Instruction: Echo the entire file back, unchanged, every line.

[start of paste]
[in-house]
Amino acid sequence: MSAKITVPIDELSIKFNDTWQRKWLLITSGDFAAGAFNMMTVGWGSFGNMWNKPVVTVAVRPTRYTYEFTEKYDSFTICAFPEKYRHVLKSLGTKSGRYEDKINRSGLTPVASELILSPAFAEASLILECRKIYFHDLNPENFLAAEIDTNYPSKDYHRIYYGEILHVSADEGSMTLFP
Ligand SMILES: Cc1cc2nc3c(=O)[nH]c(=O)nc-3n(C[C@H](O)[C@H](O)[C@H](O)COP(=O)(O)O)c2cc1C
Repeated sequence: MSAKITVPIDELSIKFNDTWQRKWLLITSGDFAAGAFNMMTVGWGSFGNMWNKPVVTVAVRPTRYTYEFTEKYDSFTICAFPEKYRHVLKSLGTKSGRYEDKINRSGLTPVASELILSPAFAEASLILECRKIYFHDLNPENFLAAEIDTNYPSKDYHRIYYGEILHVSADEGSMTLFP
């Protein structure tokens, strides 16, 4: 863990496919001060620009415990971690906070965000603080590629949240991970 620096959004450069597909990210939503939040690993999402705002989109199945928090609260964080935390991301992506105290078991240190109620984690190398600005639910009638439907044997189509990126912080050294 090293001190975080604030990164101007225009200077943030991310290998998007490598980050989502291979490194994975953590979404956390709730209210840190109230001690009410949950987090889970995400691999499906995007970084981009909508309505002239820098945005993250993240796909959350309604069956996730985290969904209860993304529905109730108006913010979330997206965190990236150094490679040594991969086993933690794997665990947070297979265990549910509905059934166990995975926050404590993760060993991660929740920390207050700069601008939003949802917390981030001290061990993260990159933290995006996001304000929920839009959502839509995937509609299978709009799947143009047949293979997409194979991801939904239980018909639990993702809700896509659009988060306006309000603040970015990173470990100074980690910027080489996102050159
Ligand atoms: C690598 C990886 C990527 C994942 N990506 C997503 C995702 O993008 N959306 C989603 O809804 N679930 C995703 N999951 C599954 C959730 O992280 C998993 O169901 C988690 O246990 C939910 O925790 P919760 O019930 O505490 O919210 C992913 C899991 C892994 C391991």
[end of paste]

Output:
[in-house]
Amino acid sequence: MSAKITVPIDELSIKFNDTWQRKWLLITSGDFAAGAFNMMTVGWGSFGNMWNKPVVTVAVRPTRYTYEFTEKYDSFTICAFPEKYRHVLKSLGTKSGRYEDKINRSGLTPVASELILSPAFAEASLILECRKIYFHDLNPENFLAAEIDTNYPSKDYHRIYYGEILHVSADEGSMTLFP
Ligand SMILES: Cc1cc2nc3c(=O)[nH]c(=O)nc-3n(C[C@H](O)[C@H](O)[C@H](O)COP(=O)(O)O)c2cc1C
Repeated sequence: MSAKITVPIDELSIKFNDTWQRKWLLITSGDFAAGAFNMMTVGWGSFGNMWNKPVVTVAVRPTRYTYEFTEKYDSFTICAFPEKYRHVLKSLGTKSGRYEDKINRSGLTPVASELILSPAFAEASLILECRKIYFHDLNPENFLAAEIDTNYPSKDYHRIYYGEILHVSADEGSMTLFP
């Protein structure tokens, strides 16, 4: 863990496919001060620009415990971690906070965000603080590629949240991970 620096959004450069597909990210939503939040690993999402705002989109199945928090609260964080935390991301992506105290078991240190109620984690190398600005639910009638439907044997189509990126912080050294 090293001190975080604030990164101007225009200077943030991310290998998007490598980050989502291979490194994975953590979404956390709730209210840190109230001690009410949950987090889970995400691999499906995007970084981009909508309505002239820098945005993250993240796909959350309604069956996730985290969904209860993304529905109730108006913010979330997206965190990236150094490679040594991969086993933690794997665990947070297979265990549910509905059934166990995975926050404590993760060993991660929740920390207050700069601008939003949802917390981030001290061990993260990159933290995006996001304000929920839009959502839509995937509609299978709009799947143009047949293979997409194979991801939904239980018909639990993702809700896509659009988060306006309000603040970015990173470990100074980690910027080489996102050159
Ligand atoms: C690598 C990886 C990527 C994942 N990506 C997503 C995702 O993008 N959306 C989603 O809804 N679930 C995703 N999951 C599954 C959730 O992280 C998993 O169901 C988690 O246990 C939910 O925790 P919760 O019930 O505490 O919210 C992913 C899991 C892994 C391991």